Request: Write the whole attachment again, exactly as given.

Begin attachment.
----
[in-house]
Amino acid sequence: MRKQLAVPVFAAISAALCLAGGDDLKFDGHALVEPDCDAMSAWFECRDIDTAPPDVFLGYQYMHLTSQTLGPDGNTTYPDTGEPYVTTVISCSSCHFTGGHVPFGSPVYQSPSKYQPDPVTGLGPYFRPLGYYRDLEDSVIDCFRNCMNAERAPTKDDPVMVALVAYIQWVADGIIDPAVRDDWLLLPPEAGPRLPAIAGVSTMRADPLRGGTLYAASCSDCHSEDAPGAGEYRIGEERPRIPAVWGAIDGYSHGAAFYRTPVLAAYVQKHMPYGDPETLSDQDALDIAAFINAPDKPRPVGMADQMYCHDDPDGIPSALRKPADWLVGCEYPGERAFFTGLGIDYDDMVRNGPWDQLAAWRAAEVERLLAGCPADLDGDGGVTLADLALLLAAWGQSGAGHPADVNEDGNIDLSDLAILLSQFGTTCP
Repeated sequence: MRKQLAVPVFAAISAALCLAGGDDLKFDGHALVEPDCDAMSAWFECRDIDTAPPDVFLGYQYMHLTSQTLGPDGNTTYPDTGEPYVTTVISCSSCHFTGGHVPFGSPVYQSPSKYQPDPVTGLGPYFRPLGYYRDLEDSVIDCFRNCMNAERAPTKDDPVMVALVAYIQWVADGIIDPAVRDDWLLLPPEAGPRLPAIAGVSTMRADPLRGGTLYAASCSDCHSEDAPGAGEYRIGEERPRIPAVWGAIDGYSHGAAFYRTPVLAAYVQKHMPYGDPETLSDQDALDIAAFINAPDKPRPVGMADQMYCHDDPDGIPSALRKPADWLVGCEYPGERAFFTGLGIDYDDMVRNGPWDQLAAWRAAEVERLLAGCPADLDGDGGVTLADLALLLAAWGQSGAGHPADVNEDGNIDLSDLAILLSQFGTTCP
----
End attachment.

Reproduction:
[in-house]
Amino acid sequence: MRKQLAVPVFAAISAALCLAGGDDLKFDGHALVEPDCDAMSAWFECRDIDTAPPDVFLGYQYMHLTSQTLGPDGNTTYPDTGEPYVTTVISCSSCHFTGGHVPFGSPVYQSPSKYQPDPVTGLGPYFRPLGYYRDLEDSVIDCFRNCMNAERAPTKDDPVMVALVAYIQWVADGIIDPAVRDDWLLLPPEAGPRLPAIAGVSTMRADPLRGGTLYAASCSDCHSEDAPGAGEYRIGEERPRIPAVWGAIDGYSHGAAFYRTPVLAAYVQKHMPYGDPETLSDQDALDIAAFINAPDKPRPVGMADQMYCHDDPDGIPSALRKPADWLVGCEYPGERAFFTGLGIDYDDMVRNGPWDQLAAWRAAEVERLLAGCPADLDGDGGVTLADLALLLAAWGQSGAGHPADVNEDGNIDLSDLAILLSQFGTTCP
Repeated sequence: MRKQLAVPVFAAISAALCLAGGDDLKFDGHALVEPDCDAMSAWFECRDIDTAPPDVFLGYQYMHLTSQTLGPDGNTTYPDTGEPYVTTVISCSSCHFTGGHVPFGSPVYQSPSKYQPDPVTGLGPYFRPLGYYRDLEDSVIDCFRNCMNAERAPTKDDPVMVALVAYIQWVADGIIDPAVRDDWLLLPPEAGPRLPAIAGVSTMRADPLRGGTLYAASCSDCHSEDAPGAGEYRIGEERPRIPAVWGAIDGYSHGAAFYRTPVLAAYVQKHMPYGDPETLSDQDALDIAAFINAPDKPRPVGMADQMYCHDDPDGIPSALRKPADWLVGCEYPGERAFFTGLGIDYDDMVRNGPWDQLAAWRAAEVERLLAGCPADLDGDGGVTLADLALLLAAWGQSGAGHPADVNEDGNIDLSDLAILLSQFGTTCP